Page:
Feature, Orthoptics Australia

The red reflex: Effective screening or false security?

With the invention of the ophthalmoscope in 1851 came the red-reflex test, which has since been used for the early detection of paediatric eye disease. DR SANDRA STAFFIERI examines its effectiveness.

In keeping with the American Academy of Pediatrics (AAP) guidelines, there is broad agreement that all newborns in Australia should be screened using the red reflex test in the neonatal period. This examination is listed in all the infant health record books and is usually performed by the obstetrician, paediatrician or general practitioner.

Whilst ethnic variations may be confusing to the inexperienced observer and can predispose to false positives, sufficiently low false-positive rates of between 2% and 0.0006% still make red-reflex screening a worthwhile test.

The efficacy of red-reflex screening to detect congenital cataract is well documented, although some studies have demonstrated a failure of the neonatal screening to detect this disease. It is possible that the examiner remains inexperienced in performing the test, or it is not done at all despite recommended guidelines. Indeed, reviews of red-reflex screening in New Zealand identified self-reported deficiencies in knowledge and skills of the providers completing the screening.

Although there is a consensus that neonatal red-reflex screening in an Australian population should continue to be mandated, no studies evaluating its effectiveness have been reported and its limitations should be kept in mind.

Does it do what it is supposed to?

Although demonstrated as a highly sensitive test for the detection of anterior segment disease, its sensitivity for posterior segment disease is reportedly less than optimal. In a large Chinese cohort of 7641 neonates, Sun and co-workers (2016) found the neo-natal screening of the red-reflex test was highly sensitive for detecting anterior segment abnormalities (99.6%, CI 97.1-100%) but not for detecting posterior segment pathologies, including retinoblastoma (4.1%, CI 3.3-5.1%).

Similarly, in a large, prospective cohort US study comparing the red-reflex examination to wide-angle fundus digital imaging, Ludwig and colleagues found no posterior segment pathologies were identified in 202 newborns (2018).

Moreover, in Abramson and colleagues’ (2003) retrospective report of 1,831 cases of retinoblastoma, only 8% of children presented following routine ocular examination conducted by a paediatrician following AAP guidelines.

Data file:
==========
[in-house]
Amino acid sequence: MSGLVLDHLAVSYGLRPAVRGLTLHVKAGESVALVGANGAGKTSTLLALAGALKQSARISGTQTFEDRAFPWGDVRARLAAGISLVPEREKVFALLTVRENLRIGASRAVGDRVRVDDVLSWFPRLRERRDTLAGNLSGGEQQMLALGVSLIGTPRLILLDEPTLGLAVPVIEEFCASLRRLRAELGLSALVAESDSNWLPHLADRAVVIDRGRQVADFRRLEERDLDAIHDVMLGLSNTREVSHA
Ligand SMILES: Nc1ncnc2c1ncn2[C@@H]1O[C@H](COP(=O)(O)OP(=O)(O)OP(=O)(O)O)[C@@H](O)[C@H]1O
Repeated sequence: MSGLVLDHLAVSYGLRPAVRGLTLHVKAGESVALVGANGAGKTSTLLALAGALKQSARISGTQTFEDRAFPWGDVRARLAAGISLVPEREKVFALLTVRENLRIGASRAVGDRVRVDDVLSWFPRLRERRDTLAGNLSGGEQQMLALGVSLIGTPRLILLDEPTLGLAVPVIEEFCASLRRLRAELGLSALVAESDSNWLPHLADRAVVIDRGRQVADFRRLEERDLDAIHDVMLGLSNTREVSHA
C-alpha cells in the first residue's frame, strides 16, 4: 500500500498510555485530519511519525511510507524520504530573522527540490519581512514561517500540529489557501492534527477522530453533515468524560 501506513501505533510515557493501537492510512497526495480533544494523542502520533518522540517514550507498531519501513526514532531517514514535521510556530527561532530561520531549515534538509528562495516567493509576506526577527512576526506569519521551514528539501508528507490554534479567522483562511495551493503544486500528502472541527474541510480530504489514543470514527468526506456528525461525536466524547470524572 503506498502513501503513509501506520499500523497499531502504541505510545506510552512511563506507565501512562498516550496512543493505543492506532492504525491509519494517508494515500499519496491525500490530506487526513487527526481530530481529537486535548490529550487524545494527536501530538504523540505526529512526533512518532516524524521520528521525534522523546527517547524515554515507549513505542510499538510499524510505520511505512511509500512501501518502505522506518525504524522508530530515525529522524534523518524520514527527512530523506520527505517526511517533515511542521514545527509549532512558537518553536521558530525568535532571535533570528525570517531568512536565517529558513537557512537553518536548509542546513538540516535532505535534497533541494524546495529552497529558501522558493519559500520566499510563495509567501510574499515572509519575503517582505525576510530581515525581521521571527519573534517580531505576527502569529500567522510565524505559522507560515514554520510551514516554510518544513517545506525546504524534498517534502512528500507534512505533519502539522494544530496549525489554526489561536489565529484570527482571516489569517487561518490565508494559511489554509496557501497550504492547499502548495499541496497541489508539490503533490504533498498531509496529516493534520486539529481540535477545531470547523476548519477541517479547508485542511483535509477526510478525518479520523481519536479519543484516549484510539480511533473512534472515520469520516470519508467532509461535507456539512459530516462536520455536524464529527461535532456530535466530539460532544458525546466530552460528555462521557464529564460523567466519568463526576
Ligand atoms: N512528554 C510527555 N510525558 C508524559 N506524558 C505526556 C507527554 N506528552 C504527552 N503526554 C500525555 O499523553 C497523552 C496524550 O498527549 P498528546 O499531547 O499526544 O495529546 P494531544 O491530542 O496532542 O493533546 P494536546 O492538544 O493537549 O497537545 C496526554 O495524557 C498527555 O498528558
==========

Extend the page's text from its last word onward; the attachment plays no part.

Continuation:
Have we got it right? 

The technique used to examine the red reflex may limit its efficacy. According to the most current AAP recommendations, the red-reflex test should be performed in the primary position, in a darkened room without pharmacologic dilatation. Adhering to the technique as outlined, anterior segment anomalies will continue to be identified. However, smaller, peripheral retinoblastoma may be missed due to their location, or a small pupil reducing the field of view.

Using a model eye and different-sized discs (replicating retinoblastoma tumours) observed through an 8- or 3-mm sized pupil, (simulating a ‘dilated’ and ‘undilated’ pupil respectively), Li and colleagues (2010) demonstrated the technical limitations of the red reflex specifically for detecting retinoblastoma. Pupil dilatation, tumour size and location in the retina were all identified as key factors determining the sensitivity of the red-reflex test. Most importantly though, they demonstrated that it was easier to detect simulated retinoblastoma when the red reflex was performed obliquely (96%, CI 93-98%) as opposed to the traditional primary, ‘straight ahead’ position (<48% CI 39-57%).

Pupil dilatation as a predictor of tumour detection using the red-reflex test has been corroborated by Canzano and Handa (1999), who recommended pupil dilatation prior to examining the red reflex when leukocoria is suspected. Unless the presenting complaint is leukocoria or strabismus, pharmacologic dilatation may not be practical in the setting of red-reflex screening. This could be offset by modifying the technique to include oblique viewing, as well as ensuring a darkened room to allow for natural dilatation of the pupils.

Performing a screening test once for disease (as in Victoria) that can arise at any time along the continuum of child development is problematic. Just because significant ocular disease is not evident at birth, that does not mean it will not develop. This is particularly relevant for cataract and retinoblastoma. Hence, educating parents to recognise abnormalities in the red reflex observed in photographs is critical.

The appearance of the much-maligned red reflex in family photographs has spawned technologies to eradicate its appearance. This negative messaging can result in missed opportunities for early diagnosis of disease.

The red reflex has been embraced as a clinically important assessment for children. However, its limitations must be recognised and addressed to counter the false sense of security it provides.


Dr Sandra Staffieri is a Clinical and Research Orthoptist with over 35 years’ experience working at the Royal Children’s Hospital, Victoria. She has developed the unique role of Retinoblastoma Care Co-ordinator in the Department of Ophthalmology and is affiliated with the Centre for Eye Research Australia, University of Melbourne.

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